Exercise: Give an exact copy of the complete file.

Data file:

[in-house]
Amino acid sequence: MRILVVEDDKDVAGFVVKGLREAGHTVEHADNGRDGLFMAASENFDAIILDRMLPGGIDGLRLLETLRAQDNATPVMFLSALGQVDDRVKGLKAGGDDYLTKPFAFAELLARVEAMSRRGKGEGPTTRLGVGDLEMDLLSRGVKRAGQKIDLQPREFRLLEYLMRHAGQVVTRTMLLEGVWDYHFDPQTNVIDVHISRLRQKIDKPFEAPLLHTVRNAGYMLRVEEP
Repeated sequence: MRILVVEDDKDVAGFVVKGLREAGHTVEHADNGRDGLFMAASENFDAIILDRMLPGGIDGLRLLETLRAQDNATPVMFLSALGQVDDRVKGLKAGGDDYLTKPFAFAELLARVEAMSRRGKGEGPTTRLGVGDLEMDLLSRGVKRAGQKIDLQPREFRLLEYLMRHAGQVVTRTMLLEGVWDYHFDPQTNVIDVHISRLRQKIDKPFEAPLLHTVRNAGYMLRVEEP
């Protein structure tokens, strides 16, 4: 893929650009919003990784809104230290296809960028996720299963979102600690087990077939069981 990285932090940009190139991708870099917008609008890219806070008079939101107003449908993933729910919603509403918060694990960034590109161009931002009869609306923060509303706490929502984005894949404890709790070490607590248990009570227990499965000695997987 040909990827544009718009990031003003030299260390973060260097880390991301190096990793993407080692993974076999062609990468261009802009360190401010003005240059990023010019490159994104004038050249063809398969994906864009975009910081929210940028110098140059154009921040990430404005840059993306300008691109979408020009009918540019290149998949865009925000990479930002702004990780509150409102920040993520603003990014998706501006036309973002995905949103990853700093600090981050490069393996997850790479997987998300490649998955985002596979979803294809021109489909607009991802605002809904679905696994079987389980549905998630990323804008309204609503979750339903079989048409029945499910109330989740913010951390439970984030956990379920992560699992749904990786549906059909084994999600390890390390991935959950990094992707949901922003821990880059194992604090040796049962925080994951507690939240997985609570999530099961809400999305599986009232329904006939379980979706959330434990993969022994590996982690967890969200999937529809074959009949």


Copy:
[in-house]
Amino acid sequence: MRILVVEDDKDVAGFVVKGLREAGHTVEHADNGRDGLFMAASENFDAIILDRMLPGGIDGLRLLETLRAQDNATPVMFLSALGQVDDRVKGLKAGGDDYLTKPFAFAELLARVEAMSRRGKGEGPTTRLGVGDLEMDLLSRGVKRAGQKIDLQPREFRLLEYLMRHAGQVVTRTMLLEGVWDYHFDPQTNVIDVHISRLRQKIDKPFEAPLLHTVRNAGYMLRVEEP
Repeated sequence: MRILVVEDDKDVAGFVVKGLREAGHTVEHADNGRDGLFMAASENFDAIILDRMLPGGIDGLRLLETLRAQDNATPVMFLSALGQVDDRVKGLKAGGDDYLTKPFAFAELLARVEAMSRRGKGEGPTTRLGVGDLEMDLLSRGVKRAGQKIDLQPREFRLLEYLMRHAGQVVTRTMLLEGVWDYHFDPQTNVIDVHISRLRQKIDKPFEAPLLHTVRNAGYMLRVEEP
């Protein structure tokens, strides 16, 4: 893929650009919003990784809104230290296809960028996720299963979102600690087990077939069981 990285932090940009190139991708870099917008609008890219806070008079939101107003449908993933729910919603509403918060694990960034590109161009931002009869609306923060509303706490929502984005894949404890709790070490607590248990009570227990499965000695997987 040909990827544009718009990031003003030299260390973060260097880390991301190096990793993407080692993974076999062609990468261009802009360190401010003005240059990023010019490159994104004038050249063809398969994906864009975009910081929210940028110098140059154009921040990430404005840059993306300008691109979408020009009918540019290149998949865009925000990479930002702004990780509150409102920040993520603003990014998706501006036309973002995905949103990853700093600090981050490069393996997850790479997987998300490649998955985002596979979803294809021109489909607009991802605002809904679905696994079987389980549905998630990323804008309204609503979750339903079989048409029945499910109330989740913010951390439970984030956990379920992560699992749904990786549906059909084994999600390890390390991935959950990094992707949901922003821990880059194992604090040796049962925080994951507690939240997985609570999530099961809400999305599986009232329904006939379980979706959330434990993969022994590996982690967890969200999937529809074959009949």